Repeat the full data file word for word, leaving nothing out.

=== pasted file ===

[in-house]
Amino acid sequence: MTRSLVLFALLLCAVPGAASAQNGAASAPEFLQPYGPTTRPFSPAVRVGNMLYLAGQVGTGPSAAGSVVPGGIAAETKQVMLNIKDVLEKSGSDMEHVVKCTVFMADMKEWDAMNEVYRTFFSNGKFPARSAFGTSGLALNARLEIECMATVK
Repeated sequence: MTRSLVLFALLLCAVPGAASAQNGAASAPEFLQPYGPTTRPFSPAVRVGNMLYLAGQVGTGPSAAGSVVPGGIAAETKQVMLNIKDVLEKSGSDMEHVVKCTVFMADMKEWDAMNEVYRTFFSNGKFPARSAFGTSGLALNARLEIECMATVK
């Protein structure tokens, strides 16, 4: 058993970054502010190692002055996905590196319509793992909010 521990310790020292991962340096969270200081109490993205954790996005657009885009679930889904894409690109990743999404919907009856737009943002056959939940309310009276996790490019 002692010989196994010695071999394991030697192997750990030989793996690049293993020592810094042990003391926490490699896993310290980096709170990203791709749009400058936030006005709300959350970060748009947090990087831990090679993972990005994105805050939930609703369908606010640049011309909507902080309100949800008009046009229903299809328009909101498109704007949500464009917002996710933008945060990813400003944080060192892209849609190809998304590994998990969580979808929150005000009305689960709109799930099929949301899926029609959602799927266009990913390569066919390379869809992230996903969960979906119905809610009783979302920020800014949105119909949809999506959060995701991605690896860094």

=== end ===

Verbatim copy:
[in-house]
Amino acid sequence: MTRSLVLFALLLCAVPGAASAQNGAASAPEFLQPYGPTTRPFSPAVRVGNMLYLAGQVGTGPSAAGSVVPGGIAAETKQVMLNIKDVLEKSGSDMEHVVKCTVFMADMKEWDAMNEVYRTFFSNGKFPARSAFGTSGLALNARLEIECMATVK
Repeated sequence: MTRSLVLFALLLCAVPGAASAQNGAASAPEFLQPYGPTTRPFSPAVRVGNMLYLAGQVGTGPSAAGSVVPGGIAAETKQVMLNIKDVLEKSGSDMEHVVKCTVFMADMKEWDAMNEVYRTFFSNGKFPARSAFGTSGLALNARLEIECMATVK
């Protein structure tokens, strides 16, 4: 058993970054502010190692002055996905590196319509793992909010 521990310790020292991962340096969270200081109490993205954790996005657009885009679930889904894409690109990743999404919907009856737009943002056959939940309310009276996790490019 002692010989196994010695071999394991030697192997750990030989793996690049293993020592810094042990003391926490490699896993310290980096709170990203791709749009400058936030006005709300959350970060748009947090990087831990090679993972990005994105805050939930609703369908606010640049011309909507902080309100949800008009046009229903299809328009909101498109704007949500464009917002996710933008945060990813400003944080060192892209849609190809998304590994998990969580979808929150005000009305689960709109799930099929949301899926029609959602799927266009990913390569066919390379869809992230996903969960979906119905809610009783979302920020800014949105119909949809999506959060995701991605690896860094």